Health Care Providers’ Experiences with Implementing Medical Aid-in-Dying in Vermont: a Qualitative Study
The evolving legal landscape for medical aid-in-dying (AID) in the USA raises clinical and public health challenges and concerns regarding how health care providers will accommodate AID while expanding access to high-quality end-of-life care.
To describe Vermont health care providers’ experiences practicing under the “Patient Choice and Control at End of Life” Act.
Qualitative semi-structured interviews analyzed using grounded theory.
The larger study included 144 health care providers, terminally ill patients, caregivers, policy stakeholders, and other Vermont residents working in 10 out of Vermont’s 14 counties. This article reports on a subset of 37 providers who had clinical experience with the law.
Themes from interviews.
Physicians were roughly split between hospital and community-based practices. Most were women (68%) and the largest subgroup specialized in internal or family medicine (53%). Most of the nurses and social workers were women (89%) and most worked for hospice and home health agencies (61%). We identified five domains in which participants engaged with AID: (1) clinical communication and counseling; (2) the Act 39 protocol; (3) prescribing medication; (4) planning for death; and (5) professional education. How providers experienced these five domains of clinical practice depended on their practice setting and the supportive resources available.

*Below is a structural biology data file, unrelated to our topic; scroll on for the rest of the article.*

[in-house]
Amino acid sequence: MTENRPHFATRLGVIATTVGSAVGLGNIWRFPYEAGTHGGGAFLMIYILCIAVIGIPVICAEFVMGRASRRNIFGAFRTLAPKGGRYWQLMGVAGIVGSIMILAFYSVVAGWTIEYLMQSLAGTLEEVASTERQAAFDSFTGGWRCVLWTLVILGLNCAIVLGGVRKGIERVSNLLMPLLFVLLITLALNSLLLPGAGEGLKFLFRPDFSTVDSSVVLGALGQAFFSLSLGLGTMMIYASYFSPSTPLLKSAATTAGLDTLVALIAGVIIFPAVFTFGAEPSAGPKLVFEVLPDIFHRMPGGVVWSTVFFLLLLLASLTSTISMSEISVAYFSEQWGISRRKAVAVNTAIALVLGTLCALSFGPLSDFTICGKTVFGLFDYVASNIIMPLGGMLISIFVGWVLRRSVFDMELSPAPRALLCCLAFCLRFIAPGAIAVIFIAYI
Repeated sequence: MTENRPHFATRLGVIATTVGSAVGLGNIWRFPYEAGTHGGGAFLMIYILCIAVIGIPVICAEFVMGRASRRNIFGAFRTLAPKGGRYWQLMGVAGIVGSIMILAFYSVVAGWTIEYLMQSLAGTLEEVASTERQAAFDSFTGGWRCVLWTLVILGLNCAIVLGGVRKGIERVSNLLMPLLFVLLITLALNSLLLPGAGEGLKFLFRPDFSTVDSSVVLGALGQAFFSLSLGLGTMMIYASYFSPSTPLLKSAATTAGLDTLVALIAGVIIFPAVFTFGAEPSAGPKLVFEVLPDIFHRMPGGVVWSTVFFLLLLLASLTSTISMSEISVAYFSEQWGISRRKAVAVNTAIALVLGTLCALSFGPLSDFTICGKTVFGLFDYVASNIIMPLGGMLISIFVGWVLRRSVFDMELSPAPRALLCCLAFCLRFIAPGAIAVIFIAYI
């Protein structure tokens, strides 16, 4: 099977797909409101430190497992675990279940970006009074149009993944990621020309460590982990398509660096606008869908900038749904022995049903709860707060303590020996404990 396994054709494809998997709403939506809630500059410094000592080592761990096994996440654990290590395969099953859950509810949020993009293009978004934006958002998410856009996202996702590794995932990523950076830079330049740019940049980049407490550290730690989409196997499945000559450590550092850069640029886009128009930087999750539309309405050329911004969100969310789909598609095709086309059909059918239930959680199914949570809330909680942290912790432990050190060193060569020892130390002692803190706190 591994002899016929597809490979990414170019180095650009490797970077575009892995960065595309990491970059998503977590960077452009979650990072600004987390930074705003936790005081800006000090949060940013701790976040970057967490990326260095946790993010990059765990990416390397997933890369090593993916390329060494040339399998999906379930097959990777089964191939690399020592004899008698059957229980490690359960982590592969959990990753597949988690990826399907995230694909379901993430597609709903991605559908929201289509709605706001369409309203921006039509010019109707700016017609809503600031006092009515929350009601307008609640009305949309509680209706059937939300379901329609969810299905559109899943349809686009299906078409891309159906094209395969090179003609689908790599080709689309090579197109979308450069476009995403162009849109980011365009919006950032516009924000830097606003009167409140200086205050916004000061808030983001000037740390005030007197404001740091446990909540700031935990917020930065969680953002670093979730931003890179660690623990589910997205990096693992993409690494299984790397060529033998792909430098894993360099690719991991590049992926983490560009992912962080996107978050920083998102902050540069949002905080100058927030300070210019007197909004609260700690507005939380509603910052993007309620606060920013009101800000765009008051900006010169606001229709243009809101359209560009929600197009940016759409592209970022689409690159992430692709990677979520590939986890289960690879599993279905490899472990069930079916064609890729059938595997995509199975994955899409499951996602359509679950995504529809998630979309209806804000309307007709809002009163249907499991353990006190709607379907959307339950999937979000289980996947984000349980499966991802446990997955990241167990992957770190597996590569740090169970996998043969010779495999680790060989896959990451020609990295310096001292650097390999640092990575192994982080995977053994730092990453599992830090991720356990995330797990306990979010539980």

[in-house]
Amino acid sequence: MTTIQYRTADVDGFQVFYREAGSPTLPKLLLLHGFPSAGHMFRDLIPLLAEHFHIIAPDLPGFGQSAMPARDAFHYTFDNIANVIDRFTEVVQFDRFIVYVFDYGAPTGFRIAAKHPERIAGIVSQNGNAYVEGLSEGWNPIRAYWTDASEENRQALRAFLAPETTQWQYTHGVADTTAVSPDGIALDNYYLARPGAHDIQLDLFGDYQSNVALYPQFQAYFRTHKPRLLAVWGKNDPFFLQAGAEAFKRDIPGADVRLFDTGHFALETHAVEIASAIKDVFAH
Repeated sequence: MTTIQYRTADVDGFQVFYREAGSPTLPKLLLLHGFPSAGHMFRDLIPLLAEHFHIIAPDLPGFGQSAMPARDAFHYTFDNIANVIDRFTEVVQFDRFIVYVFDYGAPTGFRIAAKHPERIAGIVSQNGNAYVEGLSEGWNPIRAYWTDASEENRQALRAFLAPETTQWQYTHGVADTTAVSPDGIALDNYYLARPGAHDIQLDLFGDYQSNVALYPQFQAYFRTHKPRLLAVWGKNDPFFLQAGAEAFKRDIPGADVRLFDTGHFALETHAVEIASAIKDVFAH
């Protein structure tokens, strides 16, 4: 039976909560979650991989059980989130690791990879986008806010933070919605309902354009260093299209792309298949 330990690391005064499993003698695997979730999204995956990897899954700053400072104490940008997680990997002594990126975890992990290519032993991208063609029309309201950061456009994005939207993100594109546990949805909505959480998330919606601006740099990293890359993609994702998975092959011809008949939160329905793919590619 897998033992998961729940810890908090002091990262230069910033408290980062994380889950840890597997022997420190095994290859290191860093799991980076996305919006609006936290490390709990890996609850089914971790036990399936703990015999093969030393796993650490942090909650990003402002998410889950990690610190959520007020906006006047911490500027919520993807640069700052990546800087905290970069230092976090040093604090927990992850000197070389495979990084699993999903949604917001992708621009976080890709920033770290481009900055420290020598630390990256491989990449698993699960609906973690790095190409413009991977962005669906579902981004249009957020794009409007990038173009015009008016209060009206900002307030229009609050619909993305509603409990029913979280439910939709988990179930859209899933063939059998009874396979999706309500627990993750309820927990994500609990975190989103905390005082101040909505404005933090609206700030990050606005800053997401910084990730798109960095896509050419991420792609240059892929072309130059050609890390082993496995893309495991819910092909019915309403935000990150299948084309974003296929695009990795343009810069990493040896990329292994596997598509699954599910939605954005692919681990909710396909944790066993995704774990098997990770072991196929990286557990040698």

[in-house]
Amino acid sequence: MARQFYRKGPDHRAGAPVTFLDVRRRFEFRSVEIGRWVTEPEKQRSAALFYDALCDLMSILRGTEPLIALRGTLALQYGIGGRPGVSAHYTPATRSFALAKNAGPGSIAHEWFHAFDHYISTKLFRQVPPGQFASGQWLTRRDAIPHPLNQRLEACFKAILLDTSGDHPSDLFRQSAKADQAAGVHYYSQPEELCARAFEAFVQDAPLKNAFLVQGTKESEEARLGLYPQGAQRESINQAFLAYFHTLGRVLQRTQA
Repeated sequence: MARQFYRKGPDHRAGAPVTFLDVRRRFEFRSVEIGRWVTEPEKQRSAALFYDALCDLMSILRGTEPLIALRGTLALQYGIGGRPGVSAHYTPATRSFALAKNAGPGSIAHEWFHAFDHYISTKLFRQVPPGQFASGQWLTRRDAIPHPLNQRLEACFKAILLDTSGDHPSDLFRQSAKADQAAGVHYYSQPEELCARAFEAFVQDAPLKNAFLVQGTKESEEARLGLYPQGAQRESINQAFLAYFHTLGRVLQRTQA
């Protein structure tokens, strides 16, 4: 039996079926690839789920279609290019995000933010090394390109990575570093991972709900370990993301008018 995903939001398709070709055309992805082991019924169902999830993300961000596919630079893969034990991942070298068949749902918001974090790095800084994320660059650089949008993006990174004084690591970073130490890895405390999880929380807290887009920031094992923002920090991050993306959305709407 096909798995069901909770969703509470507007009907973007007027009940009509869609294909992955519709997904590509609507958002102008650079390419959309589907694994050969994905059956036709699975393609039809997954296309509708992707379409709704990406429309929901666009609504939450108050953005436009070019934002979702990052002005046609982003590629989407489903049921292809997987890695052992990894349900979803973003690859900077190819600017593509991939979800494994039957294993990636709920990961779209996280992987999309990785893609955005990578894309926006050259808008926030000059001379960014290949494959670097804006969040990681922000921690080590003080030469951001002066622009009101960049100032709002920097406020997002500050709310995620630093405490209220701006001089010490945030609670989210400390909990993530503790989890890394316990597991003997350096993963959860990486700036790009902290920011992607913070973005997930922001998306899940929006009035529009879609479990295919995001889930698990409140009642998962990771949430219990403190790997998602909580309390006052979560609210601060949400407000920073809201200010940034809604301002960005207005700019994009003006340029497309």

Health care providers’ participation in AID involves clinical tasks outside of responding to patients’ requests and writing prescriptions. Research to identify best practices should focus on all domains of clinical practice in order to best prepare providers.
KEY WORDSmedical aid-in-dying end-of-life care ethics qualitative research health policy
Lauren Brinkley-Rubinstein provided helpful comments on a draft of this manuscript.
This research was supported by a UNC Junior Faculty Development award, a Greenwall Faculty Scholars Award, and a research grant from the National Science Foundation (1630010).
Compliance with Ethical Standards
Conflict of Interest
The authors declare that they do not have a conflict of interest.
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